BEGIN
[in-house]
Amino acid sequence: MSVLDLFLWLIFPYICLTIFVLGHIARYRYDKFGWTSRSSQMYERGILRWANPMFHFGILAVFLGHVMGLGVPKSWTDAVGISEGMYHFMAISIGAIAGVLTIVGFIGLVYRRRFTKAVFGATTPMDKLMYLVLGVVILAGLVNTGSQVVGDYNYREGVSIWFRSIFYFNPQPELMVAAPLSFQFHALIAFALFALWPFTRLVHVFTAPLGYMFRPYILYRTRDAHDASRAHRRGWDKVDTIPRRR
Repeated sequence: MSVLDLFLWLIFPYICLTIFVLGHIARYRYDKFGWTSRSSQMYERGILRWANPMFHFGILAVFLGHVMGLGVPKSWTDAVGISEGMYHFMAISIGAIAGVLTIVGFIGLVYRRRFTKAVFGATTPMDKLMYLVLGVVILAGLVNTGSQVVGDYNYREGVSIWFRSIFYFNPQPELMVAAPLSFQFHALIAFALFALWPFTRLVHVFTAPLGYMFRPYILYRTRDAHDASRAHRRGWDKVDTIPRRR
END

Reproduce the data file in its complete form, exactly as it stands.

[in-house]
Amino acid sequence: MSVLDLFLWLIFPYICLTIFVLGHIARYRYDKFGWTSRSSQMYERGILRWANPMFHFGILAVFLGHVMGLGVPKSWTDAVGISEGMYHFMAISIGAIAGVLTIVGFIGLVYRRRFTKAVFGATTPMDKLMYLVLGVVILAGLVNTGSQVVGDYNYREGVSIWFRSIFYFNPQPELMVAAPLSFQFHALIAFALFALWPFTRLVHVFTAPLGYMFRPYILYRTRDAHDASRAHRRGWDKVDTIPRRR
Repeated sequence: MSVLDLFLWLIFPYICLTIFVLGHIARYRYDKFGWTSRSSQMYERGILRWANPMFHFGILAVFLGHVMGLGVPKSWTDAVGISEGMYHFMAISIGAIAGVLTIVGFIGLVYRRRFTKAVFGATTPMDKLMYLVLGVVILAGLVNTGSQVVGDYNYREGVSIWFRSIFYFNPQPELMVAAPLSFQFHALIAFALFALWPFTRLVHVFTAPLGYMFRPYILYRTRDAHDASRAHRRGWDKVDTIPRRR